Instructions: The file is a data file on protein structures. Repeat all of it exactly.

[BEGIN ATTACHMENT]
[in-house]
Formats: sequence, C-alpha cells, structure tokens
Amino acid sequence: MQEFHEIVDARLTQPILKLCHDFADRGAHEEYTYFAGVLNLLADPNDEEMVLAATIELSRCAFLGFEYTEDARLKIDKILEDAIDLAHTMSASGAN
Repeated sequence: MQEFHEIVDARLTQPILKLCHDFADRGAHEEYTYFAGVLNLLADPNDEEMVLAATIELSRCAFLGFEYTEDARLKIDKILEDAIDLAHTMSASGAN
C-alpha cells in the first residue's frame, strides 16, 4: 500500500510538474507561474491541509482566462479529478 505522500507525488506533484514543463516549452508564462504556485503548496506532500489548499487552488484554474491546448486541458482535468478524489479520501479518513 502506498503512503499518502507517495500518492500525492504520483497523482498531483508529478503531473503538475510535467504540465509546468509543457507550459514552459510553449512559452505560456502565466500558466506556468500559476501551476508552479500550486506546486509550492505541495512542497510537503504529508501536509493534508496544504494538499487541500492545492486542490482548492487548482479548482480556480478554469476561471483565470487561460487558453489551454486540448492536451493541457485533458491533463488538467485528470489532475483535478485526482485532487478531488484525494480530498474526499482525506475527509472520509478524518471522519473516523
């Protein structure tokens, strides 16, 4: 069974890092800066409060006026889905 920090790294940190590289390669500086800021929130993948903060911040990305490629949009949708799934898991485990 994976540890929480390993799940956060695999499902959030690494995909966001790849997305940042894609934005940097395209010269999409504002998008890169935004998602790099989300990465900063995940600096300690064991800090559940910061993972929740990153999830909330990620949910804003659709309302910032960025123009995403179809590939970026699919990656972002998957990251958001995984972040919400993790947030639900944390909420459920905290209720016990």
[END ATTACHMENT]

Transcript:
[in-house]
Formats: sequence, C-alpha cells, structure tokens
Amino acid sequence: MQEFHEIVDARLTQPILKLCHDFADRGAHEEYTYFAGVLNLLADPNDEEMVLAATIELSRCAFLGFEYTEDARLKIDKILEDAIDLAHTMSASGAN
Repeated sequence: MQEFHEIVDARLTQPILKLCHDFADRGAHEEYTYFAGVLNLLADPNDEEMVLAATIELSRCAFLGFEYTEDARLKIDKILEDAIDLAHTMSASGAN
C-alpha cells in the first residue's frame, strides 16, 4: 500500500510538474507561474491541509482566462479529478 505522500507525488506533484514543463516549452508564462504556485503548496506532500489548499487552488484554474491546448486541458482535468478524489479520501479518513 502506498503512503499518502507517495500518492500525492504520483497523482498531483508529478503531473503538475510535467504540465509546468509543457507550459514552459510553449512559452505560456502565466500558466506556468500559476501551476508552479500550486506546486509550492505541495512542497510537503504529508501536509493534508496544504494538499487541500492545492486542490482548492487548482479548482480556480478554469476561471483565470487561460487558453489551454486540448492536451493541457485533458491533463488538467485528470489532475483535478485526482485532487478531488484525494480530498474526499482525506475527509472520509478524518471522519473516523
């Protein structure tokens, strides 16, 4: 069974890092800066409060006026889905 920090790294940190590289390669500086800021929130993948903060911040990305490629949009949708799934898991485990 994976540890929480390993799940956060695999499902959030690494995909966001790849997305940042894609934005940097395209010269999409504002998008890169935004998602790099989300990465900063995940600096300690064991800090559940910061993972929740990153999830909330990620949910804003659709309302910032960025123009995403179809590939970026699919990656972002998957990251958001995984972040919400993790947030639900944390909420459920905290209720016990």